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UF teams with company to advance gene therapy treatments

Barry Byrne, M.D., Ph.D., director of the Powell Gene Therapy Center and a professor of pediatrics in the UF College of MedicineA biotechnology company has raised $30 million to advance gene therapy treatments developed at the University of Florida Powell Gene Therapy Center. The funding also will help UF Health researchers bring a novel form of gene therapy to patients with Pompe disease, a rare form of muscular dystrophy.

The involvement of the company, Audentes Therapeutics Inc., should help scientists speed potential treatments to the patients who need them most, said Barry Byrne, M.D., Ph.D., director of the Powell Gene Therapy Center and a professor of pediatrics in the UF College of Medicine, who is collaborating with the company on Pompe disease studies. Eventually, the research generated from this collaboration could lead to additional gene therapy treatments for other congenital muscular diseases, Byrne said.

“The ability to have a commercial sponsor for a scientific program allows our discoveries to be developed into real products that will help people,” Byrne said. “And that is really the goal.”

In gene therapy, doctors use harmless viruses as a vehicle to shepherd corrective genes into the body. Once there, these genes compensate for the faulty ones causing disease.

Byrne’s team has already conducted safe and effective gene therapy studies in human patients with Pompe disease. Now, with the help of Audentes, scientists are testing what they hope will be a more effective vector for delivering corrective genes.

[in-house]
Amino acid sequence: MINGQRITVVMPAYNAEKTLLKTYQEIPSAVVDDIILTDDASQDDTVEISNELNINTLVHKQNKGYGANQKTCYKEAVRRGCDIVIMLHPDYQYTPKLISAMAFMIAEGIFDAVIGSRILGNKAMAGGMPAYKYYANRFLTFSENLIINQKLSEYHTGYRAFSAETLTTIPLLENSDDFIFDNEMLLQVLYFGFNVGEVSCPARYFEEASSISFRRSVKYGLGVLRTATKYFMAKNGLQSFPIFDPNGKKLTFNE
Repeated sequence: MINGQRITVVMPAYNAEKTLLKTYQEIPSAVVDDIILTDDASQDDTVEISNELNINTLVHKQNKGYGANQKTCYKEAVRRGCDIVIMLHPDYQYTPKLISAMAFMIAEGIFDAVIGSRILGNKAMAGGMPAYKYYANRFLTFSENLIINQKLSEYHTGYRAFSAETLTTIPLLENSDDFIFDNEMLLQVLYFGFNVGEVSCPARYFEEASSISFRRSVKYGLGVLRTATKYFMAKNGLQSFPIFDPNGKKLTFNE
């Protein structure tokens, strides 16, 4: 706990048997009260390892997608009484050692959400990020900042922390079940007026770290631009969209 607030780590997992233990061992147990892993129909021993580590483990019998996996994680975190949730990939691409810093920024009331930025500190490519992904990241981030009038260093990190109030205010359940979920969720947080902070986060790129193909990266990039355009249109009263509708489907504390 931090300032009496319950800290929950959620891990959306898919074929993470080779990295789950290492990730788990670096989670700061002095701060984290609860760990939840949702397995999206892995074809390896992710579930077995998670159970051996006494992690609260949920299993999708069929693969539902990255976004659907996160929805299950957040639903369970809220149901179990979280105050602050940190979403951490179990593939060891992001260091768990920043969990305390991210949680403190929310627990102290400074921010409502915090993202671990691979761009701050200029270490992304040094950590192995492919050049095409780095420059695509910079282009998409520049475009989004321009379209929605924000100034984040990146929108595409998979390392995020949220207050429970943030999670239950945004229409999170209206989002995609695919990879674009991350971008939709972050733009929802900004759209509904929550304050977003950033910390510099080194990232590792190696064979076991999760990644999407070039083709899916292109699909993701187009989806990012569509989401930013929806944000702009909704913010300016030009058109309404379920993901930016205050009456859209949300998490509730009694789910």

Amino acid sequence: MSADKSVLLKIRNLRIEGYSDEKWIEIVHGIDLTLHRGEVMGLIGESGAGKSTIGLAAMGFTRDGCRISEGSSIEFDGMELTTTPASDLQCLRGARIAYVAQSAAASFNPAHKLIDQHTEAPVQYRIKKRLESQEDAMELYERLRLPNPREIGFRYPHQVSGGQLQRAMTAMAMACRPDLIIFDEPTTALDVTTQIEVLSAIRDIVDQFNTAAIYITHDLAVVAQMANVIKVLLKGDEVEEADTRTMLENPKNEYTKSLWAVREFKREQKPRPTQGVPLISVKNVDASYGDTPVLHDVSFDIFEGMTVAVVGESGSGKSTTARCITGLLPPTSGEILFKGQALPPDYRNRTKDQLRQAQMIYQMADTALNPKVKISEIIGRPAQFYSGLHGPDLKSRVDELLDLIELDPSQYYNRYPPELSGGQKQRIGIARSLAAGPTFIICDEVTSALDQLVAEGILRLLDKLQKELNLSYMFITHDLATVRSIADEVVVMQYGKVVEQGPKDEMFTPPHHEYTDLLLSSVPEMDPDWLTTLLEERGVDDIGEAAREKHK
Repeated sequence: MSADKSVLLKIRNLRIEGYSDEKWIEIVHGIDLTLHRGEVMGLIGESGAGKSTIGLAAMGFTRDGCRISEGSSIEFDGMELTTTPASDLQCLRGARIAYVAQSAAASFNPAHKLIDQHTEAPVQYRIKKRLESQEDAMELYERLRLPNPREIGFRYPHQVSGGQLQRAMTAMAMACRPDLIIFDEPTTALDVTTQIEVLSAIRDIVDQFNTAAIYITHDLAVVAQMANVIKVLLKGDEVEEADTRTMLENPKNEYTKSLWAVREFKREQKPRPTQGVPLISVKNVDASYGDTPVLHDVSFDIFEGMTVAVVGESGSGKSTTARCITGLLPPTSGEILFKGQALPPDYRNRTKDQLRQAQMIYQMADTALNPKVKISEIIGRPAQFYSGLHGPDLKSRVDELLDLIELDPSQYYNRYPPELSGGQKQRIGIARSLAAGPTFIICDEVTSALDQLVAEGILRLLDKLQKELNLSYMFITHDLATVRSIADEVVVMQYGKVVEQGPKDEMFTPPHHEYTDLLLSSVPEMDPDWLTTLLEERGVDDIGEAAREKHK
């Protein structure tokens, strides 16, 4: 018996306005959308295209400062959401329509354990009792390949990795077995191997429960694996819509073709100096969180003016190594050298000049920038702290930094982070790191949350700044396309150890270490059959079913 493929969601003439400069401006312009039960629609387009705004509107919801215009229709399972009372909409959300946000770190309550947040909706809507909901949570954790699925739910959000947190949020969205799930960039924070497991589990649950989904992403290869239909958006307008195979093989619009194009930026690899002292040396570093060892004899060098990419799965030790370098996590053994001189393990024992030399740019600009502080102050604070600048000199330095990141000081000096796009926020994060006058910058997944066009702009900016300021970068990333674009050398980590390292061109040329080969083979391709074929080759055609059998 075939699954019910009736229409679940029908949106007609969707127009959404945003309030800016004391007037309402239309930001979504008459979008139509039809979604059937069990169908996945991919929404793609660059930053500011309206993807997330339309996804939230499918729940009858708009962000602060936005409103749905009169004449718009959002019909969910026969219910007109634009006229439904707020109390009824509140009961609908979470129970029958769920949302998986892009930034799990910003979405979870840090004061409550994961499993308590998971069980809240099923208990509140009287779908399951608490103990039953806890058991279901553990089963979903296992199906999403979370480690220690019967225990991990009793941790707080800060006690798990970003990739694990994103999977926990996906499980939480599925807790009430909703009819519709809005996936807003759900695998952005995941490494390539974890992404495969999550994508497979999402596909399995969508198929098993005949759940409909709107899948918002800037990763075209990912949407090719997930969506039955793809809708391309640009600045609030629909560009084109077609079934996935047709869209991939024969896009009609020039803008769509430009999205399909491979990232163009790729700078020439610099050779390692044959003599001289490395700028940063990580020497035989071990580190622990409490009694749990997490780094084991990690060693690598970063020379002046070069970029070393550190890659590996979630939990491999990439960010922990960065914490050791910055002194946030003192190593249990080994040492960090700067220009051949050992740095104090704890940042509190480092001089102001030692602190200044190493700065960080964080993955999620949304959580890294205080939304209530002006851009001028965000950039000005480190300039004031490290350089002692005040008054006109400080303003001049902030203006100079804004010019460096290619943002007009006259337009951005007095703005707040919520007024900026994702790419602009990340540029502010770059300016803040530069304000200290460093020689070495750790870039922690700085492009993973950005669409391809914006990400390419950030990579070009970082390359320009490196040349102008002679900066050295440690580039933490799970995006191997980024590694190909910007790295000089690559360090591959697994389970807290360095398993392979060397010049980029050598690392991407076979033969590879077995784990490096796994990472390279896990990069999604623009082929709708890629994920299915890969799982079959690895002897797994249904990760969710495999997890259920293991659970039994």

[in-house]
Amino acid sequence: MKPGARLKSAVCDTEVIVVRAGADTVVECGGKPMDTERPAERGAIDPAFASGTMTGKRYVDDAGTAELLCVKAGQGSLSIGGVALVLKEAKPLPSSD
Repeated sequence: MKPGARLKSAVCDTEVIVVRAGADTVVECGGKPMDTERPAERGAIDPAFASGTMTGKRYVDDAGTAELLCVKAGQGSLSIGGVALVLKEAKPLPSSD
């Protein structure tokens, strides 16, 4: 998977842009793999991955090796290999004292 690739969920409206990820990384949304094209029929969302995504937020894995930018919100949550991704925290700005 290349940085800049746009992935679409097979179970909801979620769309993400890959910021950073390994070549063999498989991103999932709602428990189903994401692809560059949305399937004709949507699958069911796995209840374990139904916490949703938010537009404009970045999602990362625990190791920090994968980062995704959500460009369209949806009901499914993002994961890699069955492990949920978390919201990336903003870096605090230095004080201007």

UF researchers pioneered the use of adeno-associated viruses to transport therapeutic genes safely into the body. Now, Byrne and colleagues are using a new form of the virus, AAV-9, to conduct gene therapy on Pompe disease patients.

Earlier trials showed that another vector, AAV-1, was safe and produced positive results when used to transport corrective genes into patients. But because AAV-1 could not penetrate the central nervous system, the therapy only affected the areas of the body where the genes were injected, improving only some aspects of a patient’s disease. AAV-9, on the other hand, can deliver genes not only to affected muscles and organs, but also into the more difficult-to-reach central nervous system. If successful, researchers potentially could provide patients with a single-dose treatment that corrects the disease throughout the body, Byrne said.

In addition to UF, the company also is teaming with Harvard Medical School, the University of Washington and Boston Children’s Hospital on a gene therapy program for X-linked myotubular myopathy, another inherited muscular disease.

“This collaboration exemplifies our goal of putting the patient first by taking basic research and seeing it all the way into improving care for patients — an essential part of our strategic plan,” said David S. Guzick, M.D. Ph.D., UF senior vice president of health affairs and president, UF Health.

“This financing is a tremendous step forward for the development of new potential treatments for patients affected by very serious orphan muscle diseases,” said Matthew R. Patterson, president and CEO of Audentes, in a written statement. “I’m delighted to have the opportunity to work with such a fantastic group of people who share our vision for success in bringing these therapies to patients.”

About the Author

April Frawley Lacey's picture

April Frawley Lacey

Editor / College of Medicine Science Writer

Editor of The Post and a medical writer in the HSC Office of News & Communications. Before joining the HSC News & Communications staff, she was a reporter and assistant...Read More

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